Aging from the perspective of Coralita Ellerbrock, RSM
Aging from the perspective of Coralita Ellerbrock, RSM, taken from the summer 2001 Edition of “The Mercy Detroiter”
Sr. Coralita was born on April 12, 1915 and passed away December 3, 2005, but her words
What does it mean to live, to grow old, to face diminishment, and to die? It means everything. It contains privilege and the honor of participating in the great chain of being-to be called forth and return with a grateful
heart to the Source, the One who loves, who sustains, and who embraces our life.
The concept of aging is a process that begins at birth and develops as we travel through the many and varied cycles of life. Each of these cycles presents a new adventure,
and unexpected vista, and an ever-deepening challenge within the Self that remains to be discovered and developed. At birth, we registered in the school of life with special lessons and tasks for each decade. Each cycle requires a new set
of skills and learnings that weave lifetime experiences into the whole.
For those who have chosen the quest for the Divine as a way of life, there is another set of tasks as we become wisdom-seekers in the Third Cycle. To grow older provides time
for us to soften or to yield this world’s values and expectations we so carefully constructed so many decades ago. Now we can relax into the simple, lovely, expanding essence of who we are and who we are becoming rather that grasping and tightly
holding what was past history in terms of position, title, or even our finest attempts to do good works for noble intent.
Now we can freely encourage ourselves and others to navigate through the unknown terrain of society, community, and world view;
mentoring when asked, knowing always that new paths need to be explored, tried, and tested. Now is our time to deepen our inner world, all the while supporting, encouraging, and trusting those who carry the burdens of the day.
These tasks and
learnings arise by means of 1) reading the signs of the times, 2) pursuing our own deepening spirituality, and 3) seeking and exploring the inner dimensions of the Self.
Nelson Mandela, at the time of his presidency, asked all of the people to “set
sacred intention” each day by saying the following prayer:
Let us pray for the young ones,
for they have a long way to go.
Let us pray for the old ones,
they have come a long way.
Let us pray for those in the middle,
for they are carrying all the burden.
A Special Call
Retirement for me then
was not about going into
Prayer Ministry because I
could no longer do
anything else but rather
Changing my FOCUS as a Sister of Mercy
Mary Anita Iddings, R.S.M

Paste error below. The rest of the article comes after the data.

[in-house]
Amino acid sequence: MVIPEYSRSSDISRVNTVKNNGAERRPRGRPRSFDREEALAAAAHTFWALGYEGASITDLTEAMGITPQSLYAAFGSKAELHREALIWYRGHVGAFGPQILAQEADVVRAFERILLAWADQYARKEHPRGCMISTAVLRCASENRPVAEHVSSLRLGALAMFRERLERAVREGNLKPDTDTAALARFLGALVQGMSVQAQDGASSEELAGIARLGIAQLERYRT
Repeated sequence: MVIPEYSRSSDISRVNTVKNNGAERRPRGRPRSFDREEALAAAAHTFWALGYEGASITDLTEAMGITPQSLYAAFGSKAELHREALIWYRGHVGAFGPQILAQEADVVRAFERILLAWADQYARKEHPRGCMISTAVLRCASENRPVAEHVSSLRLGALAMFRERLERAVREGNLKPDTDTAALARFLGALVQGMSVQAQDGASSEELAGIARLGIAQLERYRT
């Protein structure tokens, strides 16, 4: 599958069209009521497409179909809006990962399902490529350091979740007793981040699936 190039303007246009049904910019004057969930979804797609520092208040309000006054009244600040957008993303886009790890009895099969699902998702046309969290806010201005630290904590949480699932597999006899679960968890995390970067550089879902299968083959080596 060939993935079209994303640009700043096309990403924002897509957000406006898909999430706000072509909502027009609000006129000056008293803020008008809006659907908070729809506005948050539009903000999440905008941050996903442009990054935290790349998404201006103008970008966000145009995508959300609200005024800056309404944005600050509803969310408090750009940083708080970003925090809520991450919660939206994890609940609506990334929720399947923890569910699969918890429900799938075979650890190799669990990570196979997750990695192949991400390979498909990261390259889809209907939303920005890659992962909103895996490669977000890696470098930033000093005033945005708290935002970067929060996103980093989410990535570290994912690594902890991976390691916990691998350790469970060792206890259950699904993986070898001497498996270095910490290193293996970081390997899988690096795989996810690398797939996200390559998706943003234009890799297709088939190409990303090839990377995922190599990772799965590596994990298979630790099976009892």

A very special thank you to Mary Anita Iddings, R.S.M., for allowing us to reprint her valuable article. She is a gifted
writer, whose insight, grace, wisdom and serenity come out so fully in her words. We are so grateful to be able to share this with you.
A Special Call
Old age is a special call and not everyone gets
it. Who receives this special call is not for us to decide. But our part is to prepare for the call, accept it, and live it in its fullness. Remember old age is a part of life. It is up to each person to prepare and decide how she will answer that call. You
don't want to be like the lady who died at age 40 yrs. but wasn't buried until she was 80 yrs. Old age is meant to be lived.
When the day came that I noticed I had less energy and my "body parts" began
to demand more attention, I knew I needed to make a decision about my ministry. I remembered learning in my early days that a Sister of Mercy was both active and contemplative. Retirement for me then was not about going into Prayer Ministry because I could
no longer do anything else but rather changing my FOCUS as Sister of Mercy.
I had been interested in retirement needs for our senior Sisters for many years and had read extensively about retirement, aging and grieving. For two years, I had the privilege
of caring for our Sisters in our Skilled Nursing Facility, Marian Care, and five years as nurse in Mercy Retirement Care Center. With this knowledge and experience, I tried to prepare myself to answer this call. My first question to myself was "What can I
do now that I could not do when in the active ministry?" The answer gave me some idea of how I wanted to live in retirement. This was the beginning of planning for my retirement.
It is important that one not just "fall" into retirement but plan for